Same as Example 1, except the sales price is DM 2 million. The price paid by UK Ltd. for the shares of U.S. Corp. is excessive. The gain on sale of DM 1 million reported by X-GmbH is tax free under sec. 8b (2) KStG only in the amount of DM 500,000, according to the tax authorities. The amount of the excess constitutes in their view a constructive dividend paid by UK Ltd. to its parent, X-GmbH. However, this dividend may be tax exempt under the tax treaty with Great Britain.

Example 3

Same as Example 2, except UK Ltd. is replaced by Y-GmbH, a wholly owned domestic subsidiary of X-GmbH, as the purchaser of the shares in U.S. Corp. The tax treaty participation exemption is no longer available. In the opinion of the tax authorities, the constructive dividend cannot be treated as tax exempt under sec. 8b (2) KStG. X-GmbH therefore derives taxable income in this amount. Y-GmbH is also treated as having paid a constructive dividend. This means that its corporation tax is adjusted to reflect the distribution tax rate. X-GmbH is entitled to the corporation tax credit on the constructive dividend.

The above examples can easily be multiplied. The bottom line is that sales of shares in foreign corporations otherwise exempt under sec. 8b KStG may nevertheless trigger tax if made to related parties at prices above or below the fair market value. While the basic position of the tax authorities may ultimately turn out to be invalid, taxpayers who wish to be on the safe side should follow the recommendation of Starke/Zurmuehlen (see above) and have the shares they wish to sell appraised before the sale to make sure the sale price matches fair market value.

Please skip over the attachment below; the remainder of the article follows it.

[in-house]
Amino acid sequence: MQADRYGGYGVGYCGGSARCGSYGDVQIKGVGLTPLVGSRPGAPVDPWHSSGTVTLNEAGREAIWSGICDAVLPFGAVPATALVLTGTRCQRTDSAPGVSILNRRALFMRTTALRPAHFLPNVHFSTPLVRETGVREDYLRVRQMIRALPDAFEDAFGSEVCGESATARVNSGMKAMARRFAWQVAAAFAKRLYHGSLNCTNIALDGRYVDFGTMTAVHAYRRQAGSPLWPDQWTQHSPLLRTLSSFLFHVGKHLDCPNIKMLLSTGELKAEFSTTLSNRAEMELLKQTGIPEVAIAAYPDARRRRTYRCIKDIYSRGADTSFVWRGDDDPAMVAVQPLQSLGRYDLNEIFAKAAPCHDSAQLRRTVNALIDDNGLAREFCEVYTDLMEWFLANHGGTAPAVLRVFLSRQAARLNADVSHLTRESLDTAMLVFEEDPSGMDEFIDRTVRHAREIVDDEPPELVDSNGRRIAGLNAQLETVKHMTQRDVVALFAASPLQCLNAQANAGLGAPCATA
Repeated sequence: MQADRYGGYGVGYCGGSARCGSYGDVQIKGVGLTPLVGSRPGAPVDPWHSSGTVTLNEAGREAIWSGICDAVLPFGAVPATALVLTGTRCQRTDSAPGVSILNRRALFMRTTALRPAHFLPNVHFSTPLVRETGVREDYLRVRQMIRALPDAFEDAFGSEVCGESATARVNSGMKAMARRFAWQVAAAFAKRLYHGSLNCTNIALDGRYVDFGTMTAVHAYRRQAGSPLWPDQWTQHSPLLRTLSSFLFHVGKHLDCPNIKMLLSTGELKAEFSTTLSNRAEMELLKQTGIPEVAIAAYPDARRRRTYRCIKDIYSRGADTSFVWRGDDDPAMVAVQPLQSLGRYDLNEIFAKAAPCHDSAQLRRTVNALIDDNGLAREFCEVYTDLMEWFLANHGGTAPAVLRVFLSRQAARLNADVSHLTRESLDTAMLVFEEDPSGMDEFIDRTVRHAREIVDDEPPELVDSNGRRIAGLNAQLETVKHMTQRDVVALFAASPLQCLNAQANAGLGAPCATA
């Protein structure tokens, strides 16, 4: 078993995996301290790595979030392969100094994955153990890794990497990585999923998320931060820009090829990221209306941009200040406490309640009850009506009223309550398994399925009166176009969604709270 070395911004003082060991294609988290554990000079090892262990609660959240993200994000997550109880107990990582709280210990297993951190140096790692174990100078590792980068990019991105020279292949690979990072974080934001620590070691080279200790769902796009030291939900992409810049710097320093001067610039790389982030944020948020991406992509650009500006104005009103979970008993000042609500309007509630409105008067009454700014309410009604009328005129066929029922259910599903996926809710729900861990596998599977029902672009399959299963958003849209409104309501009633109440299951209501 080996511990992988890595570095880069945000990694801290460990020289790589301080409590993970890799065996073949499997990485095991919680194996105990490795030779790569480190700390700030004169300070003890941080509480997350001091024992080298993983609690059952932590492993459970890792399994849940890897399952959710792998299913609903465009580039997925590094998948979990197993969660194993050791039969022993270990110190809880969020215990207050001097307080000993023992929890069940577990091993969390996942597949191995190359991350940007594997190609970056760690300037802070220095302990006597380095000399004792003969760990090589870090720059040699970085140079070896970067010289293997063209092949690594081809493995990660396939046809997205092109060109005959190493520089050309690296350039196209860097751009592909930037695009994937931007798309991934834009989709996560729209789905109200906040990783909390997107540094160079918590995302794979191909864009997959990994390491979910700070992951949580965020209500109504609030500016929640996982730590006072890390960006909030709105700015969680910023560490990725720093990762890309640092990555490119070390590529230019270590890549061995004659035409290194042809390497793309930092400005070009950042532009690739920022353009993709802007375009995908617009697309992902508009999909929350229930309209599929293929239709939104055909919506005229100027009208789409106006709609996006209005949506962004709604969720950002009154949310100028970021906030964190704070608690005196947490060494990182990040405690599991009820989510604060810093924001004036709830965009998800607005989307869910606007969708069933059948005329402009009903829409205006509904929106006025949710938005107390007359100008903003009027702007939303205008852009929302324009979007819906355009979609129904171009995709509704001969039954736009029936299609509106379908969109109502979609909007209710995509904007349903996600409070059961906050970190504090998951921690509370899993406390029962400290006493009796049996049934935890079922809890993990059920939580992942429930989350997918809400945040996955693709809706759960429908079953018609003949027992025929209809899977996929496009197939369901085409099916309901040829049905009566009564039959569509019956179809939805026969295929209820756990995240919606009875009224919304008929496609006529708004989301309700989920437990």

Disclaimer and Copyright

This article treats the subjects covered in condensed form. It is intended to provide a general guide to the subject matter and should not be relied on as a basis for business decisions. Specialist advice must be sought with respect to your individual circumstances. We in particular insist that the tax law and other sources on which the article is based be consulted in the original, whether or not such sources are named in the article. Please note as well that later versions of this article or other articles on related topics may have since appeared on this database or elsewhere and should also be searched for and consulted. While our articles are carefully reviewed, we can accept no responsibility in the event of any inaccuracy or omission. Please note the date of each article and that subsequent related developments are not necessarily reported on in later articles. Any claims nevertheless raised on the basis of this article are subject to German substantive law and, to the extent permissible thereunder, to the exclusive jurisdiction of the courts in Frankfurt am Main, Germany. This article is the intellectual property of KPMG Deutsche Treuhand-Gesellschaft AG (KPMG Germany). Distribution to third persons is prohibited without our express written consent in advance.